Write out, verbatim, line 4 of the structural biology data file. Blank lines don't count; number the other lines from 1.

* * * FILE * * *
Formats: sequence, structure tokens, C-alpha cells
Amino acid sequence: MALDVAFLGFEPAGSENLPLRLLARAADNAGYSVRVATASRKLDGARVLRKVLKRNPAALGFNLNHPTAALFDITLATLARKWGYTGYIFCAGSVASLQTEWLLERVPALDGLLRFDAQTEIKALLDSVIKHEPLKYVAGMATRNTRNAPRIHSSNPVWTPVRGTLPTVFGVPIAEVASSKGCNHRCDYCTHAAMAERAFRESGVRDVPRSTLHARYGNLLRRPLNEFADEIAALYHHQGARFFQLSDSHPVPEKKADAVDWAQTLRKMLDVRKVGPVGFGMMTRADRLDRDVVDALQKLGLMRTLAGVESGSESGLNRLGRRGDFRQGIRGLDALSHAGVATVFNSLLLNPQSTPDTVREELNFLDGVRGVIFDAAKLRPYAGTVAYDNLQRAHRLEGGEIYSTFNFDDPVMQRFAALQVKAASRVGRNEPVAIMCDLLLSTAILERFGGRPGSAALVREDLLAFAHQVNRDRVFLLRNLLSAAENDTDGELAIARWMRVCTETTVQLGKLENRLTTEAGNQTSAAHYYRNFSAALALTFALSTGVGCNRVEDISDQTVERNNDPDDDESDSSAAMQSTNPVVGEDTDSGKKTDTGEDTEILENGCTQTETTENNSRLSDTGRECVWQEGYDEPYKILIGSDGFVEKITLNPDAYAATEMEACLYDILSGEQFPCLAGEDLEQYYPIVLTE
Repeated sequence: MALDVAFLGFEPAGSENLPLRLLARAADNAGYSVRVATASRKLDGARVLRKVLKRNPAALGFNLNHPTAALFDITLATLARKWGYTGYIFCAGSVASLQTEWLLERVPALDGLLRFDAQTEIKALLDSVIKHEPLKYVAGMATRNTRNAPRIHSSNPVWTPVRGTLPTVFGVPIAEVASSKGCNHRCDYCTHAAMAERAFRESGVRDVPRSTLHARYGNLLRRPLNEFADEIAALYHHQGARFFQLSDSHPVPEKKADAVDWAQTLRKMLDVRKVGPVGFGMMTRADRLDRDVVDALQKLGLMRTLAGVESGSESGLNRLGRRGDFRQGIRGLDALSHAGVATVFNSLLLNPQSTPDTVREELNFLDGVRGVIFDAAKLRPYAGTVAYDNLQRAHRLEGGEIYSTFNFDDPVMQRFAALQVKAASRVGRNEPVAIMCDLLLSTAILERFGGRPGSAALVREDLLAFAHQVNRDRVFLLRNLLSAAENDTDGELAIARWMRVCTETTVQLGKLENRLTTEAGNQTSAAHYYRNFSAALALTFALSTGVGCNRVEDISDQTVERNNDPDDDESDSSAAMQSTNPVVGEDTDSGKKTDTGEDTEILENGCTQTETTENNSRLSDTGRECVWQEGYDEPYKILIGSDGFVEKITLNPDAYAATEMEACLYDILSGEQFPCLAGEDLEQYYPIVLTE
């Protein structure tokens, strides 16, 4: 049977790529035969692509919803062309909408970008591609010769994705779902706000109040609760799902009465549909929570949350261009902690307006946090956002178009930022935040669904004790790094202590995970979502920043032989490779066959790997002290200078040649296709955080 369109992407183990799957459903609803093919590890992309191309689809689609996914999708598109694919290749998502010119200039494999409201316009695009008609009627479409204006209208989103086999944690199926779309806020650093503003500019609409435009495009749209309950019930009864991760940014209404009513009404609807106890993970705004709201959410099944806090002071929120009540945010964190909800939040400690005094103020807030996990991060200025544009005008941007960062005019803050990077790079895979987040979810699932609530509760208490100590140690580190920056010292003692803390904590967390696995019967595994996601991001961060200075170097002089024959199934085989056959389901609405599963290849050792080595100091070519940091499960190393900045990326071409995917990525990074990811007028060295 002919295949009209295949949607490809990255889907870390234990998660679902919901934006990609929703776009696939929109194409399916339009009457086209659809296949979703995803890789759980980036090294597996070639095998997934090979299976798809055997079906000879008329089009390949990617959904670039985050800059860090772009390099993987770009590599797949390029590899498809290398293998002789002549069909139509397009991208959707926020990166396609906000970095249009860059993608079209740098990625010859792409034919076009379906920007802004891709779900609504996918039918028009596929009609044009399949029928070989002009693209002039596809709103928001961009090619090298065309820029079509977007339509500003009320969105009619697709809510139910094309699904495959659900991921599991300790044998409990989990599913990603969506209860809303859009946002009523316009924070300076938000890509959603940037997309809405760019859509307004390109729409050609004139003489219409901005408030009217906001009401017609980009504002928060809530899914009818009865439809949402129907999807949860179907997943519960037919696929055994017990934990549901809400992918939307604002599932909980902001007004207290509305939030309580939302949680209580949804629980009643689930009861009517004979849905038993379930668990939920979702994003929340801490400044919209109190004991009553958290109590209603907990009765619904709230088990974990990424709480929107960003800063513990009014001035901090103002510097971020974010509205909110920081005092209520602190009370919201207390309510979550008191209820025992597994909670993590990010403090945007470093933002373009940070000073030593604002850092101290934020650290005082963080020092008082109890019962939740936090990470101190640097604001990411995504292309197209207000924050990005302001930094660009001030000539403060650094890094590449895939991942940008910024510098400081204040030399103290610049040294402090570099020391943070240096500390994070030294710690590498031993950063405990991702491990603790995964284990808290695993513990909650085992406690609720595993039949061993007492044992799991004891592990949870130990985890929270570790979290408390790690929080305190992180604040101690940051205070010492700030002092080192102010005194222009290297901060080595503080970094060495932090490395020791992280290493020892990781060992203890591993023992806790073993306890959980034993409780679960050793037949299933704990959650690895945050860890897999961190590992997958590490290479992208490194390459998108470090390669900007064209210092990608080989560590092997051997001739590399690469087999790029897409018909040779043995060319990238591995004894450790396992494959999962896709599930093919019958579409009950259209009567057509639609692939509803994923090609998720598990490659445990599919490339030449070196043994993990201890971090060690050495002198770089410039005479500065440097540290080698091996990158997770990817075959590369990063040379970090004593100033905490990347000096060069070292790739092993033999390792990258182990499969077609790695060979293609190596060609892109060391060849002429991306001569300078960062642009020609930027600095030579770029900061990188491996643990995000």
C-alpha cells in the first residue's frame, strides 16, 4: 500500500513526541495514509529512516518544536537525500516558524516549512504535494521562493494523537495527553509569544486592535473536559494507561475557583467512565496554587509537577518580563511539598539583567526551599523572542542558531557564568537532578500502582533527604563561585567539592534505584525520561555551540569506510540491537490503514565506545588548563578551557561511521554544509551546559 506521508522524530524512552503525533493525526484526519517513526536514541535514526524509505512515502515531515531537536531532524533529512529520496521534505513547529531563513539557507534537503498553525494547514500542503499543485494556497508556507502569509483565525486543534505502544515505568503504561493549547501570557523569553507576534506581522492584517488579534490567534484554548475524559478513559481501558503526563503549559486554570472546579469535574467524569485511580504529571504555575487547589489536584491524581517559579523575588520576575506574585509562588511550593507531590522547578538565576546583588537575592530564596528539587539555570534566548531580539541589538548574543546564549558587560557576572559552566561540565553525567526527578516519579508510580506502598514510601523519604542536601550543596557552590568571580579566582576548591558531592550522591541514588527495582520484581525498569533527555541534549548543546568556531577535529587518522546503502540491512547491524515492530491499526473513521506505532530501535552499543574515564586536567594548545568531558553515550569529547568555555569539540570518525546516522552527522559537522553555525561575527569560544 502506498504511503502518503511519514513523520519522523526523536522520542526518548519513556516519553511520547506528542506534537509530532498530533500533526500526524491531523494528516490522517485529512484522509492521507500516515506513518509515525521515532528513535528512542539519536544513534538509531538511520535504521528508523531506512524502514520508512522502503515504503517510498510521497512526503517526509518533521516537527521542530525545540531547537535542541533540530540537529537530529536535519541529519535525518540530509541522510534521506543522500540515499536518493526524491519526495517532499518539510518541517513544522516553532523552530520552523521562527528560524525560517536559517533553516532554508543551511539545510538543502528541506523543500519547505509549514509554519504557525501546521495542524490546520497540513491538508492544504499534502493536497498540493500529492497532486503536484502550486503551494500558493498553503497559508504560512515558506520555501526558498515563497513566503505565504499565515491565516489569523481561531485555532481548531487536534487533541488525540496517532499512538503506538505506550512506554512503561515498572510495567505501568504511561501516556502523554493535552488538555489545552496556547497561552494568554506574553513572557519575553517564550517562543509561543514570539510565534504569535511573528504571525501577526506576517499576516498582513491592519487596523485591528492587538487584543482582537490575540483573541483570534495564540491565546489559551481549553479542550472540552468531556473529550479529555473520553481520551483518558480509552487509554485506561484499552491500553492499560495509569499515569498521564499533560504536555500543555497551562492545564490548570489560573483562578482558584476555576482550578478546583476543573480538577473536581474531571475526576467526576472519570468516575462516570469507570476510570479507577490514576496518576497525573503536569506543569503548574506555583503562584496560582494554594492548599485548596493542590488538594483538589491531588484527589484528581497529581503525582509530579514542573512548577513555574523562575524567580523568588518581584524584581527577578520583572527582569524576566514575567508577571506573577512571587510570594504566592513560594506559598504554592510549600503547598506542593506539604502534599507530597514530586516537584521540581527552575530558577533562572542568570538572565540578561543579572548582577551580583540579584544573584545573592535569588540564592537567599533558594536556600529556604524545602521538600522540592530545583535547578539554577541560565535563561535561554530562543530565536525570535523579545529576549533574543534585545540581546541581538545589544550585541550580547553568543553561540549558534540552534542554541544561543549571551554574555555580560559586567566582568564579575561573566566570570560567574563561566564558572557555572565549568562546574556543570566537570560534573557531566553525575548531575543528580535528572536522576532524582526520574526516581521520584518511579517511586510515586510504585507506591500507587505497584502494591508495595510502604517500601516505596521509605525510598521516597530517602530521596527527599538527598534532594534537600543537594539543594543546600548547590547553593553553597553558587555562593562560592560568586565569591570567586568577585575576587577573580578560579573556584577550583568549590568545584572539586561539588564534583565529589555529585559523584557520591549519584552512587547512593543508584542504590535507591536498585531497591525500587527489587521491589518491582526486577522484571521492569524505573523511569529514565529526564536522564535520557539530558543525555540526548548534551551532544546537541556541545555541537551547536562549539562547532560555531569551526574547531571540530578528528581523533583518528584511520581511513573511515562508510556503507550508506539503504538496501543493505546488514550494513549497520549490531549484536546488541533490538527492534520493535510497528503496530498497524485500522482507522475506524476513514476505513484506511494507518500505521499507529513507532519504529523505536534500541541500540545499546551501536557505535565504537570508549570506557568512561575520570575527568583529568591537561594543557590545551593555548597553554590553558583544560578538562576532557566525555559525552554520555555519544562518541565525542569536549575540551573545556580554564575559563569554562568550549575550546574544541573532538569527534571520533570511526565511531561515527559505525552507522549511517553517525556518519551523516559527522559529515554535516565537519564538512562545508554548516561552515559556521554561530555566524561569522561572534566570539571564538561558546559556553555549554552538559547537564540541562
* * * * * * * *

């Protein structure tokens, strides 16, 4: 049977790529035969692509919803062309909408970008591609010769994705779902706000109040609760799902009465549909929570949350261009902690307006946090956002178009930022935040669904004790790094202590995970979502920043032989490779066959790997002290200078040649296709955080 369109992407183990799957459903609803093919590890992309191309689809689609996914999708598109694919290749998502010119200039494999409201316009695009008609009627479409204006209208989103086999944690199926779309806020650093503003500019609409435009495009749209309950019930009864991760940014209404009513009404609807106890993970705004709201959410099944806090002071929120009540945010964190909800939040400690005094103020807030996990991060200025544009005008941007960062005019803050990077790079895979987040979810699932609530509760208490100590140690580190920056010292003692803390904590967390696995019967595994996601991001961060200075170097002089024959199934085989056959389901609405599963290849050792080595100091070519940091499960190393900045990326071409995917990525990074990811007028060295 002919295949009209295949949607490809990255889907870390234990998660679902919901934006990609929703776009696939929109194409399916339009009457086209659809296949979703995803890789759980980036090294597996070639095998997934090979299976798809055997079906000879008329089009390949990617959904670039985050800059860090772009390099993987770009590599797949390029590899498809290398293998002789002549069909139509397009991208959707926020990166396609906000970095249009860059993608079209740098990625010859792409034919076009379906920007802004891709779900609504996918039918028009596929009609044009399949029928070989002009693209002039596809709103928001961009090619090298065309820029079509977007339509500003009320969105009619697709809510139910094309699904495959659900991921599991300790044998409990989990599913990603969506209860809303859009946002009523316009924070300076938000890509959603940037997309809405760019859509307004390109729409050609004139003489219409901005408030009217906001009401017609980009504002928060809530899914009818009865439809949402129907999807949860179907997943519960037919696929055994017990934990549901809400992918939307604002599932909980902001007004207290509305939030309580939302949680209580949804629980009643689930009861009517004979849905038993379930668990939920979702994003929340801490400044919209109190004991009553958290109590209603907990009765619904709230088990974990990424709480929107960003800063513990009014001035901090103002510097971020974010509205909110920081005092209520602190009370919201207390309510979550008191209820025992597994909670993590990010403090945007470093933002373009940070000073030593604002850092101290934020650290005082963080020092008082109890019962939740936090990470101190640097604001990411995504292309197209207000924050990005302001930094660009001030000539403060650094890094590449895939991942940008910024510098400081204040030399103290610049040294402090570099020391943070240096500390994070030294710690590498031993950063405990991702491990603790995964284990808290695993513990909650085992406690609720595993039949061993007492044992799991004891592990949870130990985890929270570790979290408390790690929080305190992180604040101690940051205070010492700030002092080192102010005194222009290297901060080595503080970094060495932090490395020791992280290493020892990781060992203890591993023992806790073993306890959980034993409780679960050793037949299933704990959650690895945050860890897999961190590992997958590490290479992208490194390459998108470090390669900007064209210092990608080989560590092997051997001739590399690469087999790029897409018909040779043995060319990238591995004894450790396992494959999962896709599930093919019958579409009950259209009567057509639609692939509803994923090609998720598990490659445990599919490339030449070196043994993990201890971090060690050495002198770089410039005479500065440097540290080698091996990158997770990817075959590369990063040379970090004593100033905490990347000096060069070292790739092993033999390792990258182990499969077609790695060979293609190596060609892109060391060849002429991306001569300078960062642009020609930027600095030579770029900061990188491996643990995000």